Getting back to the airport, we were supposed to be picked up from our flight and transferred to our guesthouse upon arriving. Walking out into arrivals hall, JH and I did not see any sign with our names. We then became free-for-all for a bunch of aggressive taxi drivers who went crazy at the sign of seemingly-lost-looking tourists. JH had to control me from becoming super irritable. One taxi driver stood next to us for the next 20 minutes while we tried to call our agency and sort out our ride.
Finally, we met our guide for the next two weeks – Farhod, and our driver Sino (for the day in Dushanbe, and for the week in the Pamir Mountains). Farhod spoke perfect English, while Sino spoke only a few sentences of English. They were both rambunctious in personality, and ultra-hyper and enthusiastic for 4 am in the morning. We would later find out that Farhod was a tourism professor for the Khujand State University, and a contract tour-guide on the side. Sino was from the city of Panjakent, but was originally from Turkey. Sino’s car – a RAV4, was suitably named Maria, I believe, after one of the mighty peaks in the Fann Mountains.
New countries always peak my curiosity, and even at 4AM in the morning, I loved the drive through the quieter streets. The streets were actually starting to pick up a little with people who were waking up early to open up shops or engage in chores. Dushanbe is completely tree-lined for the most parts. The city was seemingly beautiful at night, even though the streets were also lined with a lot of tacky Christmas lights. Farhod and Sino dropped us off at our hotel – Marian’s Guesthouse – for a few hours rest before we would later tackle some of Dushanbe.
Marian’s Guesthouse is a beautiful simple B&B off of a non-discreet alley. It is not the easiest hotel to find, and Sino got lost finding it, not once but twice. We stayed at the hotel once before the trek, and once after the trek. Both times we stayed in the same room. Other details were as follows:
- The room costs $90 USD per night.
- We stayed in a pretty big room with a queen and a single bed, a desk and a TV. We did not try the TV, so I am not sure if there were English channels or not.
- There is Wi-Fi but the signal was pretty dodgy. You can load e-mails, but using Instagram or other data-heavy apps is pretty difficult.
- The room has a remote-controlled air-conditioning system.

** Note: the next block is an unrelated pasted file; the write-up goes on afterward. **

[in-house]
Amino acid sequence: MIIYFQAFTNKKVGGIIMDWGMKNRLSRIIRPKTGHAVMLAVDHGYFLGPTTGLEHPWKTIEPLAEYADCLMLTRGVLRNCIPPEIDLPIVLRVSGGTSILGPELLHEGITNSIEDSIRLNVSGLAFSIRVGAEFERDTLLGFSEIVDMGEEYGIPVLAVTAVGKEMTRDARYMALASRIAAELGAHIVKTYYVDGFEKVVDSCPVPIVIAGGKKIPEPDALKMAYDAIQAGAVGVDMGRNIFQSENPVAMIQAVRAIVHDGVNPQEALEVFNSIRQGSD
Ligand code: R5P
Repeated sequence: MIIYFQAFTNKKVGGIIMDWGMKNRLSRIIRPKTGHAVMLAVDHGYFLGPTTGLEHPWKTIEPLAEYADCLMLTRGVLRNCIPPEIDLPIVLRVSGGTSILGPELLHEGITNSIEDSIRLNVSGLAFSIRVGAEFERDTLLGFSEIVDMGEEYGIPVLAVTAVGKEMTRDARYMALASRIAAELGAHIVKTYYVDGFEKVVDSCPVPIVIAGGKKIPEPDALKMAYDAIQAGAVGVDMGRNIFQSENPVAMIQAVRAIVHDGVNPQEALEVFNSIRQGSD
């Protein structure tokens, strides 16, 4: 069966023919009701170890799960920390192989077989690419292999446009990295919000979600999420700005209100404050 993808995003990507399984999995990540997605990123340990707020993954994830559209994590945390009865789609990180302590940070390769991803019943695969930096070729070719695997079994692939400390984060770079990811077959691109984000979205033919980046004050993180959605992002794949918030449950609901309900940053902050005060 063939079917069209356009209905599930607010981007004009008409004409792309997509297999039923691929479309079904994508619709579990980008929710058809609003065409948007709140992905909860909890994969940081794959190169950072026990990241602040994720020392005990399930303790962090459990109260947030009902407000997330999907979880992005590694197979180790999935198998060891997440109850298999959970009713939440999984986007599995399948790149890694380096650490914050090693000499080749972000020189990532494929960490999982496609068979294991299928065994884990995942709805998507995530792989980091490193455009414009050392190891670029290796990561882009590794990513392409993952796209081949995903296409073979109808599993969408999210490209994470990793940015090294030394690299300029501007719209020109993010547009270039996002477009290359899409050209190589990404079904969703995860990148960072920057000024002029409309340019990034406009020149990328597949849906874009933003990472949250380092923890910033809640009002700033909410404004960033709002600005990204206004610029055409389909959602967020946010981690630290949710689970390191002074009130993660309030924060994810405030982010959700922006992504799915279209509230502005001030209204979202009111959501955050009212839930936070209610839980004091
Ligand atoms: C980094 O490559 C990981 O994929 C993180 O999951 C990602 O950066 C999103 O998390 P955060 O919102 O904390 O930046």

- The bathroom is also pretty big. The shower has ample hot weather, but the first time, there was no soap. There was also a bug in the tub. These problems disappeared the second time we stayed there.
- There is a beautiful large pool in the courtyard. We did not have time to use it the first time, and the second time, it was a murky green.
- There is a small garden to walk around in, but it was obstructed by some construction and renovations.
- Breakfast is served in a communal room. There is bread, yoghurt, fruit and eggs-to-order (fried, omelettes).
- There are two adorable house cats.
Farhod and Sino picked us up around 11AM a few hours later. They then took us around to a couple of sights.
What we saw:
- Museum of Antiquities – a number of excavated items detailing the country’s history.
- Museum of Ethnography – displayed traditional Tajik dress and costume.
- Hissar Fort – a re-built 13th century fort, including a small museum. This was the only place JH and I ended up finding souvenirs, since we did not end up going to any large Bazaars in Tajikistan. We went to a ridiculously small one in the Pamirs.
- Rudaki Park, which was also near the large Tajikistan flag pole (second largest in the world next to Dubai) and the Statue of Ismoil Somoni (10th century historic dynasty leader, and who their currency is named after).
We had a few meals that day as well:
- Chaikhana Sharbat – a Khujandi restaurant. Here, we had our first try of the very common cucumber and tomato salad, as well as shashlik (similar to shish kebab) and non bread.
- Rohat Chaikhona – an old traditional teahouse with a beautiful, grandiose atmosphere. We had delicious laghman noodles and cherry compote here. This was also where we saw Farhod drink beer with a few shakes of salt. We had never seen anyone do this before.
We spent another night at Marian’s before heading to the Zerafshan Valley area and subsequently to our homestay for the night in a village called Yakkahona in Artuch. I fell asleep for some of the drive; it was approximately a five hour drive away to this north-west area of the country. The Fann Mountains are actually much closer to the city of Panjakent right at the border with Uzbekistan. Panjakent and Khujand were probably the two big areas we missed on this trip, but in reading they just felt like smaller cities in comparison to Dushanbe. On the way there, we stopped at a local restaurant, which roughly looked like “Capman” but with some Cyrillic characters. Here, we tried Panjakenti Plov – a Central Asian fried rice with carrots – and these rough, hard cheese balls. JH and I ended up disliking plov with a deep passion throughout the rest of the trip. We tried to avoid it as much as possible. The rice was always undercooked, and the dish was fairly oily and under-seasoned everywhere we went. Eating it always made me miss Chinese fried rice.
Yakkahona roughly translates to “lonely home”. It is a small, simple village, but beautifully flanked by mountains and streams. The following day, we would start hiking out of this area directly into the Fann Mountains. For some reason, I expected to hike today, so I was all geared up in hiking clothes and boots. Farhod and Sino laughed a bit because it ended up being a fairly relaxing day. JH and I spent the rest of the day relaxing, and organizing ourselves for our next seven days in the wild.